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Cha-ching! It's beginning to look like Christmas

Friday, November 28, 2003

Several early shoppers crowd the registers at the Brazil Wal-mart early this morning. The shoppers were checking out a variety of items, including toys, clothes, and video game systems.


AP Business Writer

NEW YORK -- Shoppers everywhere braved the early hours in search of a bargain Friday as retailers inaugurated the holiday shopping season with the usual gimmicks, including early bird specials.

Wal-mart was a popular Brazil shopping place before 8 a.m. today.

Retailers throughout the Wabash Valley are optimistic that shoppers would imitate Santa more than Scrooge on the traditionally busiest shopping day of the year.

About 100 people waited in line outside the KB Toy store in King of Prussia mall near Philadelphia about 5:15 a.m.. Edna Daniels, 65, worried her toy would be gone and wished she had been quicker.

"I wish that I had gotten up early. I would have been here at 4 o'clock; I would have been second in line," she said, hoping to take advantage of a special on the Game Boy Advance for her grandsons, ages 9 and 12. "By this time, I doubt they have them."

Outside a Wal-Mart store in Burlington Township, N.J., Erika Johnson said she was shocked by the line of people that wrapped around the block at 5:30 a.m.

"I couldn't believe it," Johnson said. "I never did this before and I think it may be the last time."

Johnson said she was looking for a CD-DVD combination player that was on sale for $29. She also hoped to get a Hummer remote control car for her daughter, which was going for $20 -- about half its regular price.

With an improving economy, merchants are more hopeful this year that consumers will keep buying throughout the season, not only when the merchandise is 50 percent off.

"It's not going to be easy. Stores have conditioned consumers to buy on sale," said Burt Flickinger, managing partner at the consulting firm Strategic Resource Group in New York.

Sears, Roebuck and Co.'s early bird specials, from 6 a.m. to 11 a.m., include $99 grills and $299.99 combination DVD camcorders. All-day specials include 50 percent off on all sweaters and outerwear, except its Lands' End label.

At J.C. Penney Co. Inc., consumers can get 50 percent reductions on holiday decorations, and 35 percent to 50 percent discounts on selected apparel.

Wal-Mart Stores Inc. is offering such early bird specials as Symphonic 20-inch flat screen TVs for $99.46, Apex DVD-CD combination players for $29.87 and Kodak digital cameras for $99.74.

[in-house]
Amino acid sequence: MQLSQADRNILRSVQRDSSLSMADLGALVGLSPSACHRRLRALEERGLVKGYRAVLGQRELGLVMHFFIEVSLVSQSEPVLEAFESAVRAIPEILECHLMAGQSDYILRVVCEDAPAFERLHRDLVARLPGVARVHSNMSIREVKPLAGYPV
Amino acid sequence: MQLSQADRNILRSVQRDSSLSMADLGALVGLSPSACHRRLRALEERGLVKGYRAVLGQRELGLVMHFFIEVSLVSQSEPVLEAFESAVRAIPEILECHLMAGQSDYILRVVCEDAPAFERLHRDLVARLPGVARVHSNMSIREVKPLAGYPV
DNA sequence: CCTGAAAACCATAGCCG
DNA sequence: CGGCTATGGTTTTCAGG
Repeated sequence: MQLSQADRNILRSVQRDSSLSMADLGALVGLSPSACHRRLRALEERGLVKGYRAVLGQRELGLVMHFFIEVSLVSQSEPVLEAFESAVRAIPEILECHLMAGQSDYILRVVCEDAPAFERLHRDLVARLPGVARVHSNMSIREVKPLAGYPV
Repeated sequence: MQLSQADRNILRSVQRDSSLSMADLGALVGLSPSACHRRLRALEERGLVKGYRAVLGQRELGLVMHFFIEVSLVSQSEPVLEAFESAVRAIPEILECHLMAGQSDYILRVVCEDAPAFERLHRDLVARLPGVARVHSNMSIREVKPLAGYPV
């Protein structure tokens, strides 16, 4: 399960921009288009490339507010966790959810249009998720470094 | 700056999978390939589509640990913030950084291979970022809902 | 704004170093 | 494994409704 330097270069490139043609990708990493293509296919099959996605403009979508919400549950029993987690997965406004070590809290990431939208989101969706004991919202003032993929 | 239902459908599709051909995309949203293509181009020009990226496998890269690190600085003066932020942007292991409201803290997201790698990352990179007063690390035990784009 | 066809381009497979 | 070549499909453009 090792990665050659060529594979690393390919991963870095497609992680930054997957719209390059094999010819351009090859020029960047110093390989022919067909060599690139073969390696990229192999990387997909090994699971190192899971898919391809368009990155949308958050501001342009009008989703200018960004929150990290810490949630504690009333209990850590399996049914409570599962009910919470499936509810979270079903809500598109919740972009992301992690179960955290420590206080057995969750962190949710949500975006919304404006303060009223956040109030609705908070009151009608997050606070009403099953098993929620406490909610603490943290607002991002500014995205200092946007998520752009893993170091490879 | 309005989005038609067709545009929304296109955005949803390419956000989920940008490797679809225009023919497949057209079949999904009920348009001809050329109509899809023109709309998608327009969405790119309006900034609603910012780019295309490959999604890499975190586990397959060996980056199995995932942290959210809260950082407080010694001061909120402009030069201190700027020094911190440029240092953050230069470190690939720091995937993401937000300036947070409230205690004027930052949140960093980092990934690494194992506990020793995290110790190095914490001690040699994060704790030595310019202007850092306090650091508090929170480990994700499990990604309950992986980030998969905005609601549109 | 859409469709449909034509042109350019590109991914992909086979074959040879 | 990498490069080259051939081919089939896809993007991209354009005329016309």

The Washington-based National Retail Federation projects total holiday sales to be up 5.7 percent to $217.4 billion from last year. That compares with a modest 2.2 percent increase in 2002.

Stores should also benefit from a quirk in the calendar -- the holiday season has 27 shopping days, instead of last year's 26.

Still, while many retailers believe the holiday 2003 season will be better than last year, the question is by how much. The economy is on the rebound, but the job market, though improving, is still sluggish.

In fact, stores are aiming to avoid getting stuck with mounds of holiday leftovers by entering the season with inventories that average 7 percent below last year's levels.

Meanwhile, online holiday sales are expected to remain a bright spot.

Forrester Research estimated that online sales from Thanksgiving weekend to Christmas will increase 42 percent over a year ago to $12.2 billion. The results include travel and auction sites.

While the Thanksgiving weekend starts the shopping spree, it no longer is the busiest period of the season. Last year, the weekend accounted for 10.1 percent of holiday sales.

The busiest period -- which is becoming increasingly important -- is the last week before Christmas, which accounted for 41 percent a year ago. That's up from 34 percent in 2001 and 30.9 percent in 2000, according to the International Council of Shopping Centers.

The weekend's business, however, is hardly a barometer of how the rest of the season will fare. Last year, stores enjoyed a strong Thanksgiving weekend, but sales quickly deteriorated.

Times Editor Frank Phillips contributed to this story.

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